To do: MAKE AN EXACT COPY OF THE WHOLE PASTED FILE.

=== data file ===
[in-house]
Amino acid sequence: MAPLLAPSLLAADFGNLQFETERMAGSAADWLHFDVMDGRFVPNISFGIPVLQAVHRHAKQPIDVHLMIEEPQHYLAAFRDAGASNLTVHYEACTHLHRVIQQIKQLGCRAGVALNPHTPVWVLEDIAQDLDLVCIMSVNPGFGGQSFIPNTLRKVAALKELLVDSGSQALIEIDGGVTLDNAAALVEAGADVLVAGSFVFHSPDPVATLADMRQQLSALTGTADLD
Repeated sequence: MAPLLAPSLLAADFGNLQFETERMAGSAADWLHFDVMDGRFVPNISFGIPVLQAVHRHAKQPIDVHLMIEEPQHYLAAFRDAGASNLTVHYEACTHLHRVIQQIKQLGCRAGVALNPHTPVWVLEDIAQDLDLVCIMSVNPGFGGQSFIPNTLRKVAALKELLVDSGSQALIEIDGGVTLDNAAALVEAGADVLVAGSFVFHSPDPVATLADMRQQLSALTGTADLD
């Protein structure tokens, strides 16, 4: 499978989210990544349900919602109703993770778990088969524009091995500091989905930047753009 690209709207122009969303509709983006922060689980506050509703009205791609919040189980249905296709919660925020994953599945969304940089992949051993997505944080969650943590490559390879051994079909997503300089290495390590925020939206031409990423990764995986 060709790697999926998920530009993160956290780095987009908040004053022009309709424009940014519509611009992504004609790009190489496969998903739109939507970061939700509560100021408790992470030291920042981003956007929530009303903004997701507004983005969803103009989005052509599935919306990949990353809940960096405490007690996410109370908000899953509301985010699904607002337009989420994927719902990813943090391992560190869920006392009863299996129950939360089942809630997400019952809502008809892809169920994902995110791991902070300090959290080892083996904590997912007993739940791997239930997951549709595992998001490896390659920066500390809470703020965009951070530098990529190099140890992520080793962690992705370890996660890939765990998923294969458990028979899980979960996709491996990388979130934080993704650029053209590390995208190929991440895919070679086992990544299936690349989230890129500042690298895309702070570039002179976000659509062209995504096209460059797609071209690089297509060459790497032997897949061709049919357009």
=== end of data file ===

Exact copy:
[in-house]
Amino acid sequence: MAPLLAPSLLAADFGNLQFETERMAGSAADWLHFDVMDGRFVPNISFGIPVLQAVHRHAKQPIDVHLMIEEPQHYLAAFRDAGASNLTVHYEACTHLHRVIQQIKQLGCRAGVALNPHTPVWVLEDIAQDLDLVCIMSVNPGFGGQSFIPNTLRKVAALKELLVDSGSQALIEIDGGVTLDNAAALVEAGADVLVAGSFVFHSPDPVATLADMRQQLSALTGTADLD
Repeated sequence: MAPLLAPSLLAADFGNLQFETERMAGSAADWLHFDVMDGRFVPNISFGIPVLQAVHRHAKQPIDVHLMIEEPQHYLAAFRDAGASNLTVHYEACTHLHRVIQQIKQLGCRAGVALNPHTPVWVLEDIAQDLDLVCIMSVNPGFGGQSFIPNTLRKVAALKELLVDSGSQALIEIDGGVTLDNAAALVEAGADVLVAGSFVFHSPDPVATLADMRQQLSALTGTADLD
């Protein structure tokens, strides 16, 4: 499978989210990544349900919602109703993770778990088969524009091995500091989905930047753009 690209709207122009969303509709983006922060689980506050509703009205791609919040189980249905296709919660925020994953599945969304940089992949051993997505944080969650943590490559390879051994079909997503300089290495390590925020939206031409990423990764995986 060709790697999926998920530009993160956290780095987009908040004053022009309709424009940014519509611009992504004609790009190489496969998903739109939507970061939700509560100021408790992470030291920042981003956007929530009303903004997701507004983005969803103009989005052509599935919306990949990353809940960096405490007690996410109370908000899953509301985010699904607002337009989420994927719902990813943090391992560190869920006392009863299996129950939360089942809630997400019952809502008809892809169920994902995110791991902070300090959290080892083996904590997912007993739940791997239930997951549709595992998001490896390659920066500390809470703020965009951070530098990529190099140890992520080793962690992705370890996660890939765990998923294969458990028979899980979960996709491996990388979130934080993704650029053209590390995208190929991440895919070679086992990544299936690349989230890129500042690298895309702070570039002179976000659509062209995504096209460059797609071209690089297509060459790497032997897949061709049919357009």